Kemba Walker spoke a lot about loyalty this weekend, stressing that he wants to repay the Charlotte Hornets who have stuck by him since his rookie season. It further cements Walker’s commitment to this season and beyond, and it also points out how much the franchise has let him down in eight seasons.
Of course, the Hornets have tried to surround Walker with a winning team, but repeated missteps and some bad luck have prevented the team from putting out a consistent winning product.
All the steps forward and back are leading to what will likely be a turning point for the franchise one way or another. I believe the franchise wants to make it work with Walker long-term. I also believe that another sub-par season from the team may force the front office’s hand on trading or letting Walker walk next summer.
But again, the team is trying to improve, even when their options are limited. While they were mostly quiet in free agency, the Hornets addressed the need for a backup point guard in signing veteran Tony Parker. It’ll be the first time Parker will play for a team other than the San Antonio Spurs, which Walker believes is a sign that Parker is looking for a new challenge. Speaking with SB Nation’s Kristen Winfield, Walker said he was shocked to hear Parker was leaving San Antonio for Charlotte.
“That was a huge step for him I think,” said Walker. “He’s been there for the last 16, 17 years I think. To leave [San Antonio], it was really surprising. I think he just wanted something new, especially at the end of his career. We really wanted him, give him a chance to play some minutes. It’s gonna be fun.”
Parker’s arrival could certainly help. He’s very familiar with fellow Frenchman Nicolas Batum from their time with the national team, and Parker’s experience in clutch situations could ease a bit of the burden for Walker, who hasn’t had a lot of help in late game situations for most of his career.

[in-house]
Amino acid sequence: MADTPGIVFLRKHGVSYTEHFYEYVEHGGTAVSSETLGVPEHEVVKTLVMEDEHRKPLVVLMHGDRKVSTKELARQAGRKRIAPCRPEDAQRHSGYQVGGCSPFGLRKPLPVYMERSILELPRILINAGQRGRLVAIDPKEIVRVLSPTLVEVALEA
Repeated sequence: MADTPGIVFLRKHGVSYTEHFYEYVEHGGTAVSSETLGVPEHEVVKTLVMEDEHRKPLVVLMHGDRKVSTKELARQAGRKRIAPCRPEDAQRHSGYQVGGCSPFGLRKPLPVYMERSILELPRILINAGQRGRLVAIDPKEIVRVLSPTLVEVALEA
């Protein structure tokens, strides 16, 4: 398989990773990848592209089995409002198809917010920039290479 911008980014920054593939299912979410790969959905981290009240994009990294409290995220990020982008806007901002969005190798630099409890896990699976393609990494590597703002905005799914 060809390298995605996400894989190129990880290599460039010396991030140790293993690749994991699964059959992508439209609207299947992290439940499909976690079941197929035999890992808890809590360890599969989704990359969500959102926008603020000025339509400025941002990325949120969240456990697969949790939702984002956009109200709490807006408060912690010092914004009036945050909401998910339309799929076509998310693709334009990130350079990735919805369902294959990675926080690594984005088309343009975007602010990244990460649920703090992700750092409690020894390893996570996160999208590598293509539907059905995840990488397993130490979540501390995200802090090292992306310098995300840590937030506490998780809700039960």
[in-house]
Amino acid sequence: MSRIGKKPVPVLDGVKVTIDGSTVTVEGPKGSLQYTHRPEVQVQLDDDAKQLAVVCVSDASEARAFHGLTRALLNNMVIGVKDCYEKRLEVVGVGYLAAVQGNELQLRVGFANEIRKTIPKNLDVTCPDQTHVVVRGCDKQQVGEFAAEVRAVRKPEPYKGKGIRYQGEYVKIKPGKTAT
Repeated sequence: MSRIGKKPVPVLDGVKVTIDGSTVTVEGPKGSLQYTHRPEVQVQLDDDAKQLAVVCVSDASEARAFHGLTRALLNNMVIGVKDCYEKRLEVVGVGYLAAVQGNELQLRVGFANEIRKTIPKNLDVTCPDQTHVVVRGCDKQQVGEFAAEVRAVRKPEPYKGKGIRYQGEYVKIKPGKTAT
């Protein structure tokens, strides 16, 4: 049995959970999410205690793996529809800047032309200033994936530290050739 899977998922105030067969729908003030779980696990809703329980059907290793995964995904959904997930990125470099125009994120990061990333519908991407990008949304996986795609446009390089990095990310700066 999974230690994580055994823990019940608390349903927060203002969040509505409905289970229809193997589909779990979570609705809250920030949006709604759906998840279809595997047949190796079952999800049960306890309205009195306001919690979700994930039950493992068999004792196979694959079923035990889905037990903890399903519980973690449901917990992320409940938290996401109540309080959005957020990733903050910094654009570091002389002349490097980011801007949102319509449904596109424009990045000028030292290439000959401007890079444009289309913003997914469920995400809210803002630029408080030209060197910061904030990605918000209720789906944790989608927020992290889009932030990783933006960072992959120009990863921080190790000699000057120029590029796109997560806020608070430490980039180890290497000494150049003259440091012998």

Walker stated he met Parker briefly when he joined the team last month, and that the two have been communicating since.
“We’ve been texting back and forth and things like that. So far, he’s a good dude. I’m looking forward to being around him some more and learning from him.”
If there’s one thing Walker thinks he can learn from Parker, it’s the in-between game. More specifically, Walker wants to pick his brain on how to hit the floater more consistently.
“I think he’s one of the best in our league at [the in-between game]. Guys shoot floaters and shots in that in-between game, but not at a consistent rate. [Parker is] one of the very few. So I think that’s something I’m gonna be picking his brain about.”
Walker is already a dangerous scorer, so adding another type of shot, and one that could help him shoot over bigger defenders at that, would be beneficial.
Parker isn’t going to solve all of the team’s problems. A 36-year-old point guard coming off a major injury roughly a year and a half ago can only do so much. But judging from Walker’s comments, he expects Parker to help, and I agree. Parker’s experience could offer stability and another veteran voice in the locker room. He should fit well in James Borrego’s system as well, given their history.
How much will all of this factor in come October? We can only wait and see. But hopefully Parker’s addition along with the rookies and the new staff can help pay back Kemba for all he’s done thus far.